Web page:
Morgan Stanley Loss Fueled by House Bets

The company lost $2.34 a share vs. analysts' forecast of 34 cents a share.
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Updated from 8:58 a.m. EST

Morgan Stanley

(MS) - Get Report

posted a surprisingly large $2.37 billion loss in the fourth quarter, apparently due to wagers it made with its own money in proprietary trading and private equity investments.

Most of the losses are probably attributable to positions Morgan Stanley already had on its books when the quarter began. Virtually any investment that depends on positive economic news has declined in value over the last quarter.

Investment banking earnings statements are notoriously vague, but Morgan Stanley assigns losses to only two areas, "trading" and "investments," both of which are subcategories of a business it calls "principal transactions."

The New York-based firm, which is aggressively building on its new status as a

bank holding company

, lost $2.34 per share for the quarter ended Nov. 30. It lost $3.61 billion, or $3.61 per share, during the year-ago period.

Analysts, who have been cutting their estimates in recent weeks because of market turmoil, forecast a loss of 34 cents per share.

The loss came during a quarter when the investment banking sector nearly collapsed as Lehman Brothers failed and

Merrill Lynch

(MER)

sold itself, leaving only Morgan Stanley and

Goldman Sachs

(GS) - Get Report

as independent firms.

Goldman Sachs

shares finished more than 14% higher Tuesday, despite posting a $2.29 billion fourth-quarter loss, its first quarterly loss as a public company.

Both banks also took a major hit in mid-November, when Treasury Secretary Henry Paulson said the government would not buy distressed assets from banks as was originally envisioned under the government's $700 billion Troubled Asset Relief Program, or TARP. The announcement drove prices down across the debt markets.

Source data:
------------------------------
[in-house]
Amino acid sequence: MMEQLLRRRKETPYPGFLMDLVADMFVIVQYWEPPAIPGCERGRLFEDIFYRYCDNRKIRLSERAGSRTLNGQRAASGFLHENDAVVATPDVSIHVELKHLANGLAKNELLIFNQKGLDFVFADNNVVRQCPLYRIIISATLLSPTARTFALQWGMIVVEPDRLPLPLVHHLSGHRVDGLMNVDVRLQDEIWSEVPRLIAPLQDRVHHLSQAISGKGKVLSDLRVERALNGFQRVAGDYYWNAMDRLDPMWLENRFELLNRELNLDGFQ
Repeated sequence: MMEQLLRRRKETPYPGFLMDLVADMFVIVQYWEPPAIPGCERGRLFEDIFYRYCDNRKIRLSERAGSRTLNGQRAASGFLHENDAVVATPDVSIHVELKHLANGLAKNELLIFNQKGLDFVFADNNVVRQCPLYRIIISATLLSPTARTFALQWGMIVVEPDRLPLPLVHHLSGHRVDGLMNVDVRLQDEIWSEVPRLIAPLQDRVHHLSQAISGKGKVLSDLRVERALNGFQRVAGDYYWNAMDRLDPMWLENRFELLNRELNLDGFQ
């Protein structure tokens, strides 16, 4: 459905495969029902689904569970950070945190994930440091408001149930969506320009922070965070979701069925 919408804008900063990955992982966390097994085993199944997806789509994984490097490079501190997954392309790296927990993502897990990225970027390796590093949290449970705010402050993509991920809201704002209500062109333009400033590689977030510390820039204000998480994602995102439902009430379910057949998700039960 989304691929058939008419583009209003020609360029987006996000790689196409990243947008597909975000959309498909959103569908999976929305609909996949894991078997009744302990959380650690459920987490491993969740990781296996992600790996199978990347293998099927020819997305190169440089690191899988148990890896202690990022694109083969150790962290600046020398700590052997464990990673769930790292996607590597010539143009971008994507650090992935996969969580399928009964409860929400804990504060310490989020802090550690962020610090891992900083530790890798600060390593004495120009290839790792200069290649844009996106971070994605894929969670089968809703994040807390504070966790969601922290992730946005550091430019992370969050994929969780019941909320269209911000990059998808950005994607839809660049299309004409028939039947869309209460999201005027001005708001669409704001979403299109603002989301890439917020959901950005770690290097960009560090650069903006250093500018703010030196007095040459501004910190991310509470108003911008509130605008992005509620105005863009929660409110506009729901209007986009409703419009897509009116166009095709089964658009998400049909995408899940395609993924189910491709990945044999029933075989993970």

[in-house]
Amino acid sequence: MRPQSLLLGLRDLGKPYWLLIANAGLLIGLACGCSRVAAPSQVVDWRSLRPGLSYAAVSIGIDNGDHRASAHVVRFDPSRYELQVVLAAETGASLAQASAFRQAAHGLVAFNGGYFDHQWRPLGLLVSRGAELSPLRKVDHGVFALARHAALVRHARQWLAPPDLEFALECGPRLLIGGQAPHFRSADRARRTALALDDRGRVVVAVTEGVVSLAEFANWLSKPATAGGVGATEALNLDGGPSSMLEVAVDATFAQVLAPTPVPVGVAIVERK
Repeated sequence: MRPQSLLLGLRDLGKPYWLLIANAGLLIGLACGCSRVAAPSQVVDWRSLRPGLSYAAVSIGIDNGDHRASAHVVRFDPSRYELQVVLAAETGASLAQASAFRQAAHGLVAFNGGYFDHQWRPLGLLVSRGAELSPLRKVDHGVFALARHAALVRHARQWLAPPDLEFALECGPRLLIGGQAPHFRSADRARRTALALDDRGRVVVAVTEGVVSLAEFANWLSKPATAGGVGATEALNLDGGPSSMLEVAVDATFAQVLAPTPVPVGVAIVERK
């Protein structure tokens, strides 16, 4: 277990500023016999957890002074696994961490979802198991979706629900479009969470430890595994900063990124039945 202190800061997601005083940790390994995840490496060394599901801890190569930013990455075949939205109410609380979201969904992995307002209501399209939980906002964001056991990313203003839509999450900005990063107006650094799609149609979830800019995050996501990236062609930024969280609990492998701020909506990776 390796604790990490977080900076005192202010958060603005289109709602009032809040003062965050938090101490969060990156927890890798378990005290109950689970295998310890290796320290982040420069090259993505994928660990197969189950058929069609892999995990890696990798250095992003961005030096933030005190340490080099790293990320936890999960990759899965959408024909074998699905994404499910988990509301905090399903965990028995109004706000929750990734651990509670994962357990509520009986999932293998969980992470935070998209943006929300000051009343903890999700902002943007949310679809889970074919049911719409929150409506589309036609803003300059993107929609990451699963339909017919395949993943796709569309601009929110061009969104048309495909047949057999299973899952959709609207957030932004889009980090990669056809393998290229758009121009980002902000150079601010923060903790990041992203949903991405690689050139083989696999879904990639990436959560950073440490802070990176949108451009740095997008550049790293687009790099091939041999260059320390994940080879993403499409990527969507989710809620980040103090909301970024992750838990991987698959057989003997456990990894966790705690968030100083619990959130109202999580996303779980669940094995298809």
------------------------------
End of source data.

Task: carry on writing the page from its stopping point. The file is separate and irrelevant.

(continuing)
Goldman and Morgan have worked furiously to rein in costs, including cuts to

compensation

expenses. Morgan Stanley, which canceled its holiday party this year, says "beyond sayings from significantly lower compensation in 2008,

the firm has targeted $2 billion in annual cost savings."

The top seven executives at Goldman have all said they will forgo 2008 bonuses, which led top executives at

Morgan Stanley

, Merrill Lynch and other firms to do the same. Goldman's overall compensation expenses for fiscal 2008 were $10.93 billion, cut nearly in half from what it paid out the previous year.

One example of

Morgan Stanley's

private equity woes can be seen in a large Atlantic City casino it is backing.

TheStreet.com

reported on the troubled investment in October.